While white supremacist* motivated crime isn’t the greatest threat, it isn’t trivial and one should question the motives of anyone who minimizes it.

Additional information: See this report on domestic terrorism 2018. Yes, the numbers are small but the potential damage is great and the threat appears to be growing.

 

*white supremacy and white nationalism have been distinguished by some as the difference between attitude and political objective. Supremacy is an attitude that whites are better than other races; nationalism is a political objective of make America a majority white country or favoring segregation. It is hard for me to make much of a distinction in attitude. To me, it seems to be a rationalization of racial prejudice to claim white nationalist political goals while claiming to have no bias toward people of color. For the purpose of this post, I am considering the terms synonyms.

Fox News Pundit Tucker Carlson Says White Nationalism is a Hoax and Not a Problem

In the wake of the El Paso shooting, Fox News pundit with the ear of the president Tucker Carlson told his audience that white supremacy isn’t a problem. Watch:

Carlson said in his rant said, “the combined membership of every white supremacist organization in this country would be able to fit inside a college football stadium.” This is supposed to comfort his audience by suggesting that groups with small memberships can’t be a problem.

Small But Deadly

I counter by noting the membership of the group behind the 9-11 bombings was never large, numbering in the thousands according to this report.  According to a Center for Strategic Studies report, the core membership in al-Qaeda is currently fewer than 1,000. However, the report suggests that al-Qaeda is in a resurgence and continues to be a threat around the world. The movement is decentralized and numerically small but nonetheless remains a threat to our security.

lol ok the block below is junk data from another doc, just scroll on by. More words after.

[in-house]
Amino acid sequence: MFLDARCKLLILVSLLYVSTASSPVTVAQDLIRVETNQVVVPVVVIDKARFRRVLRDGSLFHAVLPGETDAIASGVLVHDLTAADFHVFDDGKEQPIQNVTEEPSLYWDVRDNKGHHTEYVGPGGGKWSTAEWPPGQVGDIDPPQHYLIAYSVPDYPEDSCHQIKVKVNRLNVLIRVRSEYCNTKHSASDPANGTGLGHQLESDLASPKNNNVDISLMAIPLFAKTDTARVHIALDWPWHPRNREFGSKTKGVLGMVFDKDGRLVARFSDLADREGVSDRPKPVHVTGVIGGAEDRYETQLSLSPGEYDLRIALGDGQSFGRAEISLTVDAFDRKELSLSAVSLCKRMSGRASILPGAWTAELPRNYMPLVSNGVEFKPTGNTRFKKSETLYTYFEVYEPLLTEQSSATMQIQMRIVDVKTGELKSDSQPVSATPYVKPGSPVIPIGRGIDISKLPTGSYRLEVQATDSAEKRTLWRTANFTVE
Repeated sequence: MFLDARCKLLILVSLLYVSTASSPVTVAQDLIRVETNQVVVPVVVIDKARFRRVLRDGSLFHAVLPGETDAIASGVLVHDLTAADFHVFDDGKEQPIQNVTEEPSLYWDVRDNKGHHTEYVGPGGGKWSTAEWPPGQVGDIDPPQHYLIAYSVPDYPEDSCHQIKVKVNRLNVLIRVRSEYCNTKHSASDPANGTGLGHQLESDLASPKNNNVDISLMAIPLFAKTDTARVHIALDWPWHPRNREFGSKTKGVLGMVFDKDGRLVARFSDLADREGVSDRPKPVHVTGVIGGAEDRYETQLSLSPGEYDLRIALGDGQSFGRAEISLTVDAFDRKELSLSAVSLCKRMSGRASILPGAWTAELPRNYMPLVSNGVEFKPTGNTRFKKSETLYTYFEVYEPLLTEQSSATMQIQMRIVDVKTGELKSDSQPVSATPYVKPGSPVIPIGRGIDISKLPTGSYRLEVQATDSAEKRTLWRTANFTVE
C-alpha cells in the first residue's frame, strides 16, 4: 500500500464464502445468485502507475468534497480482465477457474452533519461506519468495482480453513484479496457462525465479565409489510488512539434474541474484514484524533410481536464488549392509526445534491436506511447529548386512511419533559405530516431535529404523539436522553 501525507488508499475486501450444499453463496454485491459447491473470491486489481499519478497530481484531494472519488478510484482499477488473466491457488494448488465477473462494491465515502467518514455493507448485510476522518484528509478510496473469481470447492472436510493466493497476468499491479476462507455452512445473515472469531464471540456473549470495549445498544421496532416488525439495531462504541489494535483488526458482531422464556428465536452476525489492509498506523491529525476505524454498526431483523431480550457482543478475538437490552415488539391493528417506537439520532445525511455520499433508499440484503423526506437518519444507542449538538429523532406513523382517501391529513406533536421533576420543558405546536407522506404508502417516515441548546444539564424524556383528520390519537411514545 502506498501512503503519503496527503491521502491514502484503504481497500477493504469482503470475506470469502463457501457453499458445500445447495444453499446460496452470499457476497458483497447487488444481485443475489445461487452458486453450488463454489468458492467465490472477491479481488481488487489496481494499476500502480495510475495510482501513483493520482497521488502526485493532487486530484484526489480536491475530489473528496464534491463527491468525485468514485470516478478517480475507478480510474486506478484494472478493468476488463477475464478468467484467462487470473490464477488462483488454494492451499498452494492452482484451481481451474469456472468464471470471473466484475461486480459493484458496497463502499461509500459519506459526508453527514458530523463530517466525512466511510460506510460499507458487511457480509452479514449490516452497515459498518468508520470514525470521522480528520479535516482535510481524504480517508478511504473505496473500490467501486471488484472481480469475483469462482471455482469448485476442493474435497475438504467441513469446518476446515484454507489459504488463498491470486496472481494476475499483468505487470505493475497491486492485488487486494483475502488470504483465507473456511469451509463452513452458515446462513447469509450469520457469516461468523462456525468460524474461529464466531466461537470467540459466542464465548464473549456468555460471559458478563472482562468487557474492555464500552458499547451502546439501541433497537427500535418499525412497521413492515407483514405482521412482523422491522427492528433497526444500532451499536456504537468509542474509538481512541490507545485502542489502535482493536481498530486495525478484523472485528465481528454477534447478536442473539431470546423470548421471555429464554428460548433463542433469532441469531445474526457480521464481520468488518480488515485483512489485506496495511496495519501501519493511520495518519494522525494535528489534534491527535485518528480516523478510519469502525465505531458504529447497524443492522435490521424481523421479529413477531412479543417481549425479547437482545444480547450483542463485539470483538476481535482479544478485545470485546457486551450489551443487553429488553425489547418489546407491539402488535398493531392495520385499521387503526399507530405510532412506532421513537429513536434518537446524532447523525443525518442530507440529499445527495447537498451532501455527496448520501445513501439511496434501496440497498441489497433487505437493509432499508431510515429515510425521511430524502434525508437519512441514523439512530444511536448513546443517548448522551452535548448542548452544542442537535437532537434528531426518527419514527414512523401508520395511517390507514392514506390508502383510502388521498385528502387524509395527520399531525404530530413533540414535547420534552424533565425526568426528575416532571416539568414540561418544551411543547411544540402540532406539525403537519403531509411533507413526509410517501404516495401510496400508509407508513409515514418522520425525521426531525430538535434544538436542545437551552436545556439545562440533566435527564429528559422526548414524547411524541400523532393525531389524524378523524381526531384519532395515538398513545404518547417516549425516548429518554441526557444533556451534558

Small groups can coordinate efforts and create terroristic threats as the Unite the Right rally showed in Charlottesville. This lawsuit filed against various white supremacists outlines actions taken by small groups of white supremacists to plan violence. One of the defendants in this suit is accused of using the web to plan violence at Charlottesville. The suit alleged that:

Daily Stormer established “meet ups” and chat rooms that coconspirators and attendees used throughout the August 11 and 12 weekend to coordinate their violence. The Daily Stormer released its own poster promoting the “rally” that read, “UNITE THE RIGHT/ Join Azzmador and the Daily Stormer to end Jewish influence in America,” accompanied by a Nazi-like figure wielding a hammer, ready to smash a Jewish star. For months before the Unite the Right events on August 11 and 12, Anglin organized his followers to attend and prepared them to commit racially motivated violent acts in Charlottesville. Although Anglin did not attend the rally himself because he is currently in hiding in order to evade service in connection with a separate lawsuit relating to events in Whitefish, Montana, Anglin orchestrated the movements of Daily Stormer followers and incited them to violence on a live feed contemporaneously with the events as they occurred on August 11 and 12 in Charlottesville.

The point is large numbers are not necessary for great harm to occur. Surely Tucker Carlson knows this.

In fact, the parallel to global terror groups should stimulate greater efforts to monitor and intervene in these domestic terror networks. Far from a hoax, white nationalist groups are emboldened in recent years. I have been following these groups for about a decade and I think they are as potent as I have seen them.

Daniel Dale and FBI Director Wray brings the facts on why white supremacy is a problem.

The Charlottesville Rally Wasn’t about Robert E. Lee as a General